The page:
As for the Bonnie Prince, after returning to France in September 1746 he had been upbeat about his position and tried to use his popularity within the country to encourage Louis XV to support a new military expedition aimed at fomenting another Jacobite uprising in Britain. It was not to be: despite the prince’s blandishments and his fading personal charm, the French king proved evasive. Not only had he come to view Charles and his father as a lost cause, but senior commanders such as Saxe argued against any further cross-Channel adventuring on the grounds that it would remove vital military assets from his campaigning in Flanders. After peace in Europe had been settled by the Treaty of Aix-la-Chapelle, French impatience and British demands led to Charles’s exile to the papal enclave at Avignon at the end of 1748. France had also been able to obfuscate by claiming that any future contact with the Jacobites had to be restricted to the Old Pretender’s court in exile in Rome, and that requisite lasted for a further twenty years – James was not to die until New Year’s Day 1766.

Even so, the flame was not quite extinguished. In the following decade Charles was constantly on the move trying to drum up support, even travelling to London in disguise in 1750 on a vain mission to encourage a fresh uprising amongst English Jacobites. Nothing came of these meetings, and the last realisable effort to mount a coup came in early 1753 with the so-called Elibank Plot. In common with so many Jacobite initiatives, this was strong on optimism and weak on planning and execution. It was also absurd. Dreamed up by Alexander Murray of Elibank, a member of Charles’s inner circle and brother of the James Murray who had served in Wolfe’s army, it involved a convoluted plot to kidnap King George II and his family, who would be held by several hundred Jacobites and taken to France prior to the king’s abdication. Plans were put in place, but so many people became involved in them that confidentiality was impossible and the details became widely known. Thanks to Alastair Ruadh Macdonnell, chief of Glengarry, a former Jacobite supporter who turned coat, the details of the plot were revealed to the authorities; when Charles sent an emissary to Scotland in the shape of Andrew Cameron, Lochiel’s younger brother, he was promptly arrested, tried and executed. Some idea of the quixotic nature of the ill-fated scheme can be seen in Glengarry’s nom de guerre – ‘Pickle the Spy’.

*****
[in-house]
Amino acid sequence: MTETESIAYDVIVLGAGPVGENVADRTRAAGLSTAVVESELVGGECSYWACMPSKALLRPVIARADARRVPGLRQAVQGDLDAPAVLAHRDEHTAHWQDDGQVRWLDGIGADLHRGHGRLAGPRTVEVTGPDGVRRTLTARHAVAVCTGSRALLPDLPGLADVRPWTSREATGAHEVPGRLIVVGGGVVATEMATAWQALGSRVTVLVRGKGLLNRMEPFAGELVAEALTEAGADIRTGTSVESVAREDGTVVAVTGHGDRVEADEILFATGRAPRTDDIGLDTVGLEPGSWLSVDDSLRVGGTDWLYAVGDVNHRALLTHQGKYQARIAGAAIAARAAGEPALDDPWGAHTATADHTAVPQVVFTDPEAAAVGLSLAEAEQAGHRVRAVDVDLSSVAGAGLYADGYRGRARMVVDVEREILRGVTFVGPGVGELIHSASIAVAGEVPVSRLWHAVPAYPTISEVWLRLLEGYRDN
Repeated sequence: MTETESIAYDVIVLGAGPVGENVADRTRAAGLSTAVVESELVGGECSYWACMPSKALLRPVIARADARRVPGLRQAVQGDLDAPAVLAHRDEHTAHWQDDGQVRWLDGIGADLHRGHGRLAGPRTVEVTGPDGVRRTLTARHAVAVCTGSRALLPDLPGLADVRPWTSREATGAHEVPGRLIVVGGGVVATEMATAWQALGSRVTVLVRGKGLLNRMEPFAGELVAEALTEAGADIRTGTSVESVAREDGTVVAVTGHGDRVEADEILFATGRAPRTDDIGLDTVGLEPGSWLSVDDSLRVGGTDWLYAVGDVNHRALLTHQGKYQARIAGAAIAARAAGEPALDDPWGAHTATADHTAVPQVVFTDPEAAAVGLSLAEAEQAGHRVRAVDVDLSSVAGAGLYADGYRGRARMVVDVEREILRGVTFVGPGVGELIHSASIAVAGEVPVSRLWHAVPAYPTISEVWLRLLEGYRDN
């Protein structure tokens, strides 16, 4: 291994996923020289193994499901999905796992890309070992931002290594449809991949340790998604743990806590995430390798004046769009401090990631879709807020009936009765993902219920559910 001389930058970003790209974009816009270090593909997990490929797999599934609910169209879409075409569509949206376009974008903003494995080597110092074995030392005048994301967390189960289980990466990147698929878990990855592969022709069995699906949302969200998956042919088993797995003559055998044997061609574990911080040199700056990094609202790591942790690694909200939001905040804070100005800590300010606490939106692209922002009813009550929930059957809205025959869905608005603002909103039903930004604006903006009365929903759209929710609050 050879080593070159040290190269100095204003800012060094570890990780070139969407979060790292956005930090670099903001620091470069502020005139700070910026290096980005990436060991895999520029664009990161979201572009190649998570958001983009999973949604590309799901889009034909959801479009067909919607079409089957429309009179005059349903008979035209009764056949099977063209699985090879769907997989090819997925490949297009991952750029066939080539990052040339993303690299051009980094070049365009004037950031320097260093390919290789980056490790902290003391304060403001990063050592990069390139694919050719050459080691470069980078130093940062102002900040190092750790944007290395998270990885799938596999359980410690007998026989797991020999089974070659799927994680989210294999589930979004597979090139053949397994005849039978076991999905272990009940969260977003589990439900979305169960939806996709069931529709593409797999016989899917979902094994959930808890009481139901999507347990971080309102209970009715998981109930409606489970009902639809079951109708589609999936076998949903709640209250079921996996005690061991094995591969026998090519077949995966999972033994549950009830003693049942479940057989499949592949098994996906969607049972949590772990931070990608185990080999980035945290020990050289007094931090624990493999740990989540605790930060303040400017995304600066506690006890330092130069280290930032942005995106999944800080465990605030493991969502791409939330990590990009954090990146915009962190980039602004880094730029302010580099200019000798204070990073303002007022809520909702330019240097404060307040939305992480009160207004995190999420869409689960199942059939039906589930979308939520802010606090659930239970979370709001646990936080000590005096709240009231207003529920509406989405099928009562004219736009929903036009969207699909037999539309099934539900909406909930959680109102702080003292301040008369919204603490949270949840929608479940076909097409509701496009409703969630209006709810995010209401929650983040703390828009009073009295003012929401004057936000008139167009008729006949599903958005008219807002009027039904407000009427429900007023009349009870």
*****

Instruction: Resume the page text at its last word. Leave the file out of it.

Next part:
Despite the setback, Charles continued his efforts to find backing. Towards the end of the Seven Years War there was one more attempt to gain French support when the new foreign minister, Étienne François, Duc de Choiseul, proposed a twin-pronged plan for the summer of 1759 which was designed to redress the setbacks in North America. The first part of the plan involved the French in the attack towards Hanover which was to be thwarted by the defeat at Minden in August 1759, while the second part envisaged a projected invasion of Britain later in the year which would involve support from the Jacobites.